International Advisory Board

Sean Hagan


General Counsel, IMF

Sean Hagan is General Counsel at the International Monetary Fund (IMF). Prior to beginning work at the IMF, Mr. Hagan was in private practice, first in the New York office of Whitman and Ransom and subsequently in Tokyo at Masuda & Ejiri. Mr. Hagan received his J.D. from the Georgetown University Law Center and also holds a M.S. in International Economic Policy from the London School of Economics and Political Science.


Hans Corell


Former Under-Secretary-General for Legal Affairs, United Nations

Hans Corell served as Under-Secretary-General for Legal Affairs and the Legal Counsel of the United Nations from 1994 to 2004. In this capacity, he was head of the Office of Legal Affairs in the UN Secretariat. Before joining the UN, he was ambassador and Under-Secretary for Legal and Consular Affairs in the Swedish Ministry of Foreign Affairs. He was the Secretary-General’s representative at the 1998 UN Conference that adopted the Rome Statute of the International Criminal Court. Mr. Corell was a member of Sweden’s delegation to the UN General Assembly from 1985 to 1993 and has had several assignments related to the Council of Europe, OECD, and the CSCE (now OSCE). From 1962 to 1972, he served in the judiciary and was appointed judge of appeal in 1980. In 1972, Mr. Corell joined the Ministry of Justice where he was engaged in legislative work in many fields and where he became Director of the Division for Administrative and Constitutional Law in 1979 and the Chief Legal Officer in 1981. Since his retirement from public service in 2004, Mr. Corell is engaged in many different activities in the legal field, inter alia as legal adviser, lecturer, and member of different boards. Among other he is involved in the work of the International Bar Association and the International Center for Ethics, Justice and Public Life at Brandeis University in the US. He is chairman of the Board of Trustees of the Raoul Wallenberg Institute for Human Rights and Humanitarian Law. Webpage: .


Gian Luca Burci


Legal Counsel, World Health Organisation

Mr. Burci is the Legal Counsel of the World Health Organization (WHO). His main function is to provide legal advice and support in connection with sessions of the Health Assembly, Executive Board, Regional Committees and governing bodies of WHO programmes. He also advises units of WHO, other international organizations and Member States on legal and political issues arising in connection with relations of the Organization to its Member States and other intergovernmental organizations, and to the respective Host States of its Headquarters, regional and country offices and centres. Prior to joining the Organization, Mr. Burci served as a Legal Officer at the Office of Legal Affairs, United Nations Secretariat, both in Vienna and New York from 1989 to 1998.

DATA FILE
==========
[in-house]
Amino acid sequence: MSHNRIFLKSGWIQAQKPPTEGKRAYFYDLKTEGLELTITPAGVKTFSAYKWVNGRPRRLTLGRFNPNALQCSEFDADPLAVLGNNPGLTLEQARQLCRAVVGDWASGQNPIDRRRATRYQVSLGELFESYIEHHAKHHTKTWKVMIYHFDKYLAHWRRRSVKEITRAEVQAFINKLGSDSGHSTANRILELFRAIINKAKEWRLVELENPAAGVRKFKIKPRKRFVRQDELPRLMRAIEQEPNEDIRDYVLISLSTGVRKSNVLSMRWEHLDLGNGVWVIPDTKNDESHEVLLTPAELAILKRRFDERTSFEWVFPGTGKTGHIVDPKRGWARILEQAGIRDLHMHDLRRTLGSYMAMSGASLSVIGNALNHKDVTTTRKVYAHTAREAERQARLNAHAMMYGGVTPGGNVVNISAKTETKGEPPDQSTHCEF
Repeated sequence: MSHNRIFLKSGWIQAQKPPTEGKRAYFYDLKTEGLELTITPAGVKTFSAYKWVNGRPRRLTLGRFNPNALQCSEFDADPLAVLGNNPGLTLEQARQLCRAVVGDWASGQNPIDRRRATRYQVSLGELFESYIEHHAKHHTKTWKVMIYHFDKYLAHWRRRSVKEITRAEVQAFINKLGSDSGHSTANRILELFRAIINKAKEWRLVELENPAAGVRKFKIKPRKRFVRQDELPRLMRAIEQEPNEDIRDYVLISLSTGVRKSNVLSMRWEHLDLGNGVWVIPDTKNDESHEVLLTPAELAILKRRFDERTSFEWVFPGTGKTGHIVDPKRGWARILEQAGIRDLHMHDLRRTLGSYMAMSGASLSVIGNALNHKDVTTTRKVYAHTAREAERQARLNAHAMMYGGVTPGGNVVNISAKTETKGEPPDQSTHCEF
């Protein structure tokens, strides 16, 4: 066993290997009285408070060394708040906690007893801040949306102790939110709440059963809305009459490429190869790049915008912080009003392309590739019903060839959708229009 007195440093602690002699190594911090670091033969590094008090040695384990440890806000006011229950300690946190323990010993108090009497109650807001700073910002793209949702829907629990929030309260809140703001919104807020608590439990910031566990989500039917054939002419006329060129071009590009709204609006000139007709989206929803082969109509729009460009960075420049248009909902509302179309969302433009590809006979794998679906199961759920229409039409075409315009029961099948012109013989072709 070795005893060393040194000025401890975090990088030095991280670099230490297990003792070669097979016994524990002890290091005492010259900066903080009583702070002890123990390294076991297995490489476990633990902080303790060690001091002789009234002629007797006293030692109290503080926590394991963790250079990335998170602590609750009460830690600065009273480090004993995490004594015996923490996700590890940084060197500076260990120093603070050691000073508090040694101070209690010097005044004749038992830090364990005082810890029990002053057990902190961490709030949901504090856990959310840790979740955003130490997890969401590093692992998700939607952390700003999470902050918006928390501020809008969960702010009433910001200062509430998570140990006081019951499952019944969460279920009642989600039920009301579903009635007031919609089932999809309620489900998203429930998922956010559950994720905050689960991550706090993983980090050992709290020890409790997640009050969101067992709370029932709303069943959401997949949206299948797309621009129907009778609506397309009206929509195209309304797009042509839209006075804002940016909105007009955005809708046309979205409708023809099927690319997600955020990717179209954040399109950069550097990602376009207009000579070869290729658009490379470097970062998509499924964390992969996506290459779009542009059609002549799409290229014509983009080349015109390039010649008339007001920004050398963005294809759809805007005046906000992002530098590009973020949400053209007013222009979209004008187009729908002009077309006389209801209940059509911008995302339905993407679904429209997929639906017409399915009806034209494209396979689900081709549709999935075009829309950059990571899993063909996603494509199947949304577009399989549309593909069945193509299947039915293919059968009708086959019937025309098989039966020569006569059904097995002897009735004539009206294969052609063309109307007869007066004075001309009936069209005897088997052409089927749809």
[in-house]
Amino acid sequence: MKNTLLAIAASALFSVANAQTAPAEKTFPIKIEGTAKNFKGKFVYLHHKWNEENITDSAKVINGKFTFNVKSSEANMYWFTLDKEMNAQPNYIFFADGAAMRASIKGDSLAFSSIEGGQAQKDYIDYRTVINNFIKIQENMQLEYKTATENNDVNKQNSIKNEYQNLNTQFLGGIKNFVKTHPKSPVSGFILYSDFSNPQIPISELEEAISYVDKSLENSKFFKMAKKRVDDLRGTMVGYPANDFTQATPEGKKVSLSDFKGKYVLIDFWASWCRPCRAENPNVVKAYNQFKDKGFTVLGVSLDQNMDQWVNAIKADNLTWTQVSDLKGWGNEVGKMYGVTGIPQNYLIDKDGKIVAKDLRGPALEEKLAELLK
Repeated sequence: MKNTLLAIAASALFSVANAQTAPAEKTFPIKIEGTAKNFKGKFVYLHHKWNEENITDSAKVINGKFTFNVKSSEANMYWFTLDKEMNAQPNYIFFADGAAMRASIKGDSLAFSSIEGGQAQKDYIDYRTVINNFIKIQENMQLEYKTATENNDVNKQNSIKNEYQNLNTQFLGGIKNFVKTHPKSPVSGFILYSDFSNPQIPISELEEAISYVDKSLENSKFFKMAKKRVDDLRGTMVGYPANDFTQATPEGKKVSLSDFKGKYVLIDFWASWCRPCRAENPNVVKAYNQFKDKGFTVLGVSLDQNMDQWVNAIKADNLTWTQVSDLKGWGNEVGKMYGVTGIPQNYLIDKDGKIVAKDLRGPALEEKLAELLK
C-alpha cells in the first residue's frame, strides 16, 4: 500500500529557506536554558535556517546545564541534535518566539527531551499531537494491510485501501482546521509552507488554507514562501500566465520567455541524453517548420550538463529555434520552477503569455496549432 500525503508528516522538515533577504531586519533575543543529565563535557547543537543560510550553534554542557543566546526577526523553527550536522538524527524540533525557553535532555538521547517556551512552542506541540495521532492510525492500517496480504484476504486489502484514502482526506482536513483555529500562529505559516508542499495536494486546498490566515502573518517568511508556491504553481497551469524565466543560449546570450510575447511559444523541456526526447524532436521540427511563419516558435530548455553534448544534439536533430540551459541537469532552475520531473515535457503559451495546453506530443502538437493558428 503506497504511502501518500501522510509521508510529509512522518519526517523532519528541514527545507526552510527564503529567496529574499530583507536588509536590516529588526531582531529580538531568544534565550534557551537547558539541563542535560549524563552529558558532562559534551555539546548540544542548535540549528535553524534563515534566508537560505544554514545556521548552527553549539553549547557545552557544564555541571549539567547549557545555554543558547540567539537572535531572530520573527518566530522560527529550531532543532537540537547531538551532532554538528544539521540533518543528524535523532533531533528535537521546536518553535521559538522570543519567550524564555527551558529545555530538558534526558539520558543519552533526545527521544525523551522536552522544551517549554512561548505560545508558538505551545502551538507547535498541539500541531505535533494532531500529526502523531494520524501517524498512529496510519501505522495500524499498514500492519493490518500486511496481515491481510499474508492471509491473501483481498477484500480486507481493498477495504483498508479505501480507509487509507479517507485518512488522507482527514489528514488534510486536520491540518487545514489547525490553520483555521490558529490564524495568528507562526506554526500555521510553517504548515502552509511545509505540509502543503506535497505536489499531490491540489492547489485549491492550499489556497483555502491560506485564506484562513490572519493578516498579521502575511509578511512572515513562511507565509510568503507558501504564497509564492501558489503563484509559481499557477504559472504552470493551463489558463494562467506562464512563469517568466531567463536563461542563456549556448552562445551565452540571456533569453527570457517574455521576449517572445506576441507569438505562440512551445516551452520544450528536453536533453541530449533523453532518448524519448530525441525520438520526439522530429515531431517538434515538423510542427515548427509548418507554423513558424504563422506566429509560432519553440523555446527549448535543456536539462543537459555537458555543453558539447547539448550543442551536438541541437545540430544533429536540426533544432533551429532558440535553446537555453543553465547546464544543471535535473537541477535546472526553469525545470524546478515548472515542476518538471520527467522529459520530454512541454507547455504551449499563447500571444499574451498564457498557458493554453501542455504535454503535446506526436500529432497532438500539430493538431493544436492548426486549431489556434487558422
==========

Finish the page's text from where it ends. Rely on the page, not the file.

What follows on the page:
Jernej Sekolec


Secretary, United Nations Commission International Trade Law

Jernej Sekolec, Dr. jur., LLM, national of Slovenia, since February 2001 Secretary of the United Nations Commission on International Trade Law (UNCITRAL) and Director of the International Trade Law Division of the United Nations Office of Legal Affairs.

Prior to becoming Secretary of UNCITRAL, he was a member of the UNCITRAL Secretariat since 1982 and in that capacity he was involved in various projects entrusted to UNCITRAL intergovernmental working groups such as the preparation of legislative and non-legislative texts in the areas of arbitration, mediation, transport law, construction contracts, electronic commerce, international banking and payments, cross-border insolvency issues, countertrade transactions and international sales contracts.

He carried out numerous missions that had the purpose of assisting national legislative organs in enacting laws based on texts prepared by UNCITRAL and non-governmental entities such as arbitral institutions when they drafted or modernized their institutional rules.

Prior to joining the UNCITRAL Secretariat in 1982, he was Law Professor at the University of Maribor, Slovenia. He was also an arbitrator at the agricultural products exchange in Novi Sad (then Yugoslavia) and part time Judge, member of the appellate panel of the Court of Appeal Maribor (Commercial Chamber). He is a member of the Curatorium of the Xiamen (China) Academy of International Law. He has published books and articles in Slovenian on commercial law, including contract law, commercial arbitration, international payments, negotiable instruments, transport law and products liability. Subsequent to joining UNCITRAL he published various articles in English about the work of UNCITRAL.


Edward Kwakwa


Legal Counsel, World Intellectual Property Organizations

Edward Kwakwa is Legal Counsel at the World Intellectual Property Organization (WIPO) in Geneva, Switzerland. Kwakwa holds an LL.B degree from the University of Ghana, an LL.M. from Queen’s University in Canada, and an LL.M. and a J.S.D. from Yale University in the U.S.A.